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Airport capacity and entry deterrence: Low cost versus full service airlines

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Abstract

We study entry deterrence in air transport markets with a full-service (FS) carrier (the incumbent) and a low-cost (LC) carrier (the potential entrant). We consider a vertically differentiated product model where airlines have different operating cost and different generalized prices so they compete in ticket prices and frequencies. Thus, more frequency allows airlines to increase ticket prices without losing demand. In this context, we show that the incumbent may increase the frequency offered in order to deter the LC carrier entry. We show that if the airport capacity is low enough the LC carrier entry can be easily blocked or deterred. However, if the airport capacity is sufficiently high, the LC carrier entry must be accommodated. Regulators should take these results into account in order to promote competition among airlines.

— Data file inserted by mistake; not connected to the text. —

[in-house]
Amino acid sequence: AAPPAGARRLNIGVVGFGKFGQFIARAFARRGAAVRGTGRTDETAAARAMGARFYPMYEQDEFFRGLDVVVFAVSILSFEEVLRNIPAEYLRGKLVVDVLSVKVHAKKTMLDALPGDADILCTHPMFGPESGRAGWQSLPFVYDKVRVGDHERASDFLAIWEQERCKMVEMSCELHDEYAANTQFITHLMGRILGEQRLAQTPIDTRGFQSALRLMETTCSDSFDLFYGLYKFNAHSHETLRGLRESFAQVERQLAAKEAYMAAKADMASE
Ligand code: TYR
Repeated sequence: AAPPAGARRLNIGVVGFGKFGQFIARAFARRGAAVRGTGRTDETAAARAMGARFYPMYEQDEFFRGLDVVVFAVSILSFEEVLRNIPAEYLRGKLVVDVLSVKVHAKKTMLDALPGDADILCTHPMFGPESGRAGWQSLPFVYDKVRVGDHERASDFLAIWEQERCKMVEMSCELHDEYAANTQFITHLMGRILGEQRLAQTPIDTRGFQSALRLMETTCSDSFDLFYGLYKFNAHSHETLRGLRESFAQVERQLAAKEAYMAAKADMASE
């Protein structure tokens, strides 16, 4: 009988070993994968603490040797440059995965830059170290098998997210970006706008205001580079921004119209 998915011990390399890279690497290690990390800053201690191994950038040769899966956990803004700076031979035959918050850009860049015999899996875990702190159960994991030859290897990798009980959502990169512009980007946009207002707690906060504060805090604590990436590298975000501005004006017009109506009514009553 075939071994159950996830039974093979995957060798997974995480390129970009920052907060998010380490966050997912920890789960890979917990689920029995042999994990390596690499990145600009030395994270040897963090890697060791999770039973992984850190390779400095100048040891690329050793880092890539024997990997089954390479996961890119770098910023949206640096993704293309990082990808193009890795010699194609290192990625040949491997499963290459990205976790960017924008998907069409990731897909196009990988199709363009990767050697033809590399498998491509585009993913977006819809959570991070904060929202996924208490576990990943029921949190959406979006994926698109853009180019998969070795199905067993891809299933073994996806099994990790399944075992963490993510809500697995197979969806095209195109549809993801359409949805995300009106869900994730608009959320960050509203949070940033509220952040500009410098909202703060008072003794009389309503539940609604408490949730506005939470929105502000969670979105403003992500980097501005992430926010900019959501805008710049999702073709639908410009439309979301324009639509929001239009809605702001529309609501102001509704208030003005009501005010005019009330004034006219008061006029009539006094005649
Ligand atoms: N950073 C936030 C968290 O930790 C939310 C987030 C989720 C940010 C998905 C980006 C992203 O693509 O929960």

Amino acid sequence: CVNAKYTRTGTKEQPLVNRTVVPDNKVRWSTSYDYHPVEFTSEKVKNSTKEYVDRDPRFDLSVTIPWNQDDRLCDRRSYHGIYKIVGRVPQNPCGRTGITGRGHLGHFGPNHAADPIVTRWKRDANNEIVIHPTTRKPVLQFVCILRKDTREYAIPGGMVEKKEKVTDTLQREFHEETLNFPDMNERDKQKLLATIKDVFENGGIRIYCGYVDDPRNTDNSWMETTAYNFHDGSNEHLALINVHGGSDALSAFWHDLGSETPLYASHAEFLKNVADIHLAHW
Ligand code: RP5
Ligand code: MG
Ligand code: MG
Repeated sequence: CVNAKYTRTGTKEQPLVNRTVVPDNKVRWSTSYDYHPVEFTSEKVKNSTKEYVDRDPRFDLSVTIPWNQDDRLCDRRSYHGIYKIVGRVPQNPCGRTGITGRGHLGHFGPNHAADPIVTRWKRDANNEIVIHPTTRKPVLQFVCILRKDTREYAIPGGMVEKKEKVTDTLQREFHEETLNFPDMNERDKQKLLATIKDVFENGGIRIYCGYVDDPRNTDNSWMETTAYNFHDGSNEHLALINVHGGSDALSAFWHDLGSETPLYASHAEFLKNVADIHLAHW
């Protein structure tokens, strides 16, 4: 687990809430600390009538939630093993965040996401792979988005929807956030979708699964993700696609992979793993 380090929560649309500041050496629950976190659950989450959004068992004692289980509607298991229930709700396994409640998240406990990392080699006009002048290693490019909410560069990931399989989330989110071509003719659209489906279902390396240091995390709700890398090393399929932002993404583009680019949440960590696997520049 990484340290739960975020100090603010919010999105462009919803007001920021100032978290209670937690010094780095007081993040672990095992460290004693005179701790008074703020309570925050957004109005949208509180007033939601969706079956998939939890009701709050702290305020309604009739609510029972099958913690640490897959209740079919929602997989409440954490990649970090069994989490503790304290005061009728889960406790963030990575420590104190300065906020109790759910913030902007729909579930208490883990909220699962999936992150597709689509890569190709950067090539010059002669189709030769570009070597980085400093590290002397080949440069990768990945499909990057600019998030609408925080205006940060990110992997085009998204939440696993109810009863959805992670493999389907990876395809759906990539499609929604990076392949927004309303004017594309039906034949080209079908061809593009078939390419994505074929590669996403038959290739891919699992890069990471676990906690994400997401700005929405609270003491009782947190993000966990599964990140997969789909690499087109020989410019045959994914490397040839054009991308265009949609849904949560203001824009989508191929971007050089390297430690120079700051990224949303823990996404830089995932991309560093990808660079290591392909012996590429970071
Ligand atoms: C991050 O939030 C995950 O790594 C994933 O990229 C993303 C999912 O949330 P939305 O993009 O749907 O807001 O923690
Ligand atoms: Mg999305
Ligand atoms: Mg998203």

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... According to Ethiraj and Zhou (2019) airlines engage in competition through price-cutting, capacity expansion, and quality differentiation. Moreover, they state that 'entry deterrence' occurs due to a situation of excess capacity, as long as airports are not congested (Kappes and Merkert, 2013;Valido et al., 2020). However, such capacity can be reversed, since incumbent airlines operate on multiple heterogeneous routes. ...
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